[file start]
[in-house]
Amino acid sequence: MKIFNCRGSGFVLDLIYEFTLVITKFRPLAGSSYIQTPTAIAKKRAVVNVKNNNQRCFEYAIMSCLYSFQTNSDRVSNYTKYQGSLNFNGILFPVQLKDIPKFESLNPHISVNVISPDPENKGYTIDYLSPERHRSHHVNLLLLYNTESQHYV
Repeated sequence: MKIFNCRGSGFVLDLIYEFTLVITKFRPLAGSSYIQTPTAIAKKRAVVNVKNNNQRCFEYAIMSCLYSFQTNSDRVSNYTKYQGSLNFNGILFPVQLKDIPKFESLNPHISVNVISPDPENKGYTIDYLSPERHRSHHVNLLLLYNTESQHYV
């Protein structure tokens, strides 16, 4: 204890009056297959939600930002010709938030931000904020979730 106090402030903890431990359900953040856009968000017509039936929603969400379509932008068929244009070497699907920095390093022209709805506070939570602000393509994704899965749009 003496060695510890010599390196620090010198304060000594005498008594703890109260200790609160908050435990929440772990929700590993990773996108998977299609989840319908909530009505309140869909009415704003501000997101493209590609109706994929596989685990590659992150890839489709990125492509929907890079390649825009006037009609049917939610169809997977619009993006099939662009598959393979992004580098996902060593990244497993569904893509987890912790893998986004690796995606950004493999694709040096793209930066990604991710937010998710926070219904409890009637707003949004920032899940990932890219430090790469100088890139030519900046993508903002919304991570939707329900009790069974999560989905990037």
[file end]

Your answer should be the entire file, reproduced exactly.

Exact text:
[in-house]
Amino acid sequence: MKIFNCRGSGFVLDLIYEFTLVITKFRPLAGSSYIQTPTAIAKKRAVVNVKNNNQRCFEYAIMSCLYSFQTNSDRVSNYTKYQGSLNFNGILFPVQLKDIPKFESLNPHISVNVISPDPENKGYTIDYLSPERHRSHHVNLLLLYNTESQHYV
Repeated sequence: MKIFNCRGSGFVLDLIYEFTLVITKFRPLAGSSYIQTPTAIAKKRAVVNVKNNNQRCFEYAIMSCLYSFQTNSDRVSNYTKYQGSLNFNGILFPVQLKDIPKFESLNPHISVNVISPDPENKGYTIDYLSPERHRSHHVNLLLLYNTESQHYV
């Protein structure tokens, strides 16, 4: 204890009056297959939600930002010709938030931000904020979730 106090402030903890431990359900953040856009968000017509039936929603969400379509932008068929244009070497699907920095390093022209709805506070939570602000393509994704899965749009 003496060695510890010599390196620090010198304060000594005498008594703890109260200790609160908050435990929440772990929700590993990773996108998977299609989840319908909530009505309140869909009415704003501000997101493209590609109706994929596989685990590659992150890839489709990125492509929907890079390649825009006037009609049917939610169809997977619009993006099939662009598959393979992004580098996902060593990244497993569904893509987890912790893998986004690796995606950004493999694709040096793209930066990604991710937010998710926070219904409890009637707003949004920032899940990932890219430090790469100088890139030519900046993508903002919304991570939707329900009790069974999560989905990037």